He was an active leader within St. Jacobs United Church of Christ, serving as deacon and elder, and promoting Rural Life Sunday programs. Of an interesting multi-generational note: Art attended Buckeye Boys State as a junior in high school, an accomplishment followed later by his son Tom and grandson David.
JAMES C. BAER
Growing up on his family farm, and in the auction atmosphere, Jim Baer was firmly rooted in agriculture from an early age. He was the only child of Emmet and Lucille Baer, who founded Baer Auctioneers in 1948 and conducted produce auctions in Rogers, Morrisville, Damascus and Canfield, Ohio. This led to the creation of Rogers Community Auction and Open Air Market in 1955.
Baer served as an auctioneer and real estate broker for more than 37 years, attending Reppert’s School of Auctioneering in Indiana between his junior and senior years in high school and becoming licensed before he graduated from high school.
In addition to his work with Baer Auctioneers, he also sold at Carrollton and Damascus livestock auctions. A strong supporter of youth in agriculture and 4-H, Baer was a volunteer auctioneer for junior fair market livestock sales in Columbiana, Jefferson and Mahoning counties for many years, and the Mahoning County market livestock committee created the Jim Baer Memorial Scholarship following his death.
He also donated his talent and expertise to various benefit auctions, including the Amish School Auction and New Springfield auction.
He did this while managing and building the Rogers Community Auction, often called “The Rogers Sale,” which he owned from 1981 until his death in 1999 — single-handedly putting Rogers on the map and creating a tourism destination. Under his direction, the initial eight-acre site purchased by Emmet Baer in 1955 has grown into a facility with nearly 250 acres. He guided the continued growth of the Rogers sale, which has provided a market for the trading of small livestock, produce, hay, grain and other agricultural goods — a local market that has benefited both farmers and consumers for more than 60 years.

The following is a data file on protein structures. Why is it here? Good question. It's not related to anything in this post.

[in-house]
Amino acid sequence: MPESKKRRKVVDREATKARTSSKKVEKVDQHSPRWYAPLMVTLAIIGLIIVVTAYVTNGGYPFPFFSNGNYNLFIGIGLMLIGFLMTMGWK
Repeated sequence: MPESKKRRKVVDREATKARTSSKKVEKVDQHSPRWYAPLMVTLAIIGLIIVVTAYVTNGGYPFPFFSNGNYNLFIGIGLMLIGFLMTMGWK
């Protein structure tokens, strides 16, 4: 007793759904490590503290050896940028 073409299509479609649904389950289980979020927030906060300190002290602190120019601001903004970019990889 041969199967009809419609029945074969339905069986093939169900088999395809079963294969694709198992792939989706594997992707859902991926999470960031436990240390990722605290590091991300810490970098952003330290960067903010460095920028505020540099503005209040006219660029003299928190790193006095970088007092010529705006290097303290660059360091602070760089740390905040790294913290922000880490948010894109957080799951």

An active leader in his profession, he was a member of the auctioneers’ associations in Ohio, Pennsylvania and West Virginia, as well as the National Auctioneers Association. He served on the board of directors of the Ohio Auctioneers Association from 1990 to 1994, and as the association’s president in 1995 and was enshrined in its Hall of Fame in 2005.
He was also a member of the Columbiana County Farm Bureau, the East Palestine Masonic lodge, the Belgian Draft Horse Corporation of America.
G. WALTER BOYD
Walter Boyd was born, raised, and then lived and worked on his family farm in Yellow Creek Township his entire life, building a well-managed dairy herd and crop enterprise in the hills of southeastern Columbiana County.
Always open to new ways of improving his farm, he worked closely with the Ohio State University Extension to learn and implement the latest crop production and dairy management practices.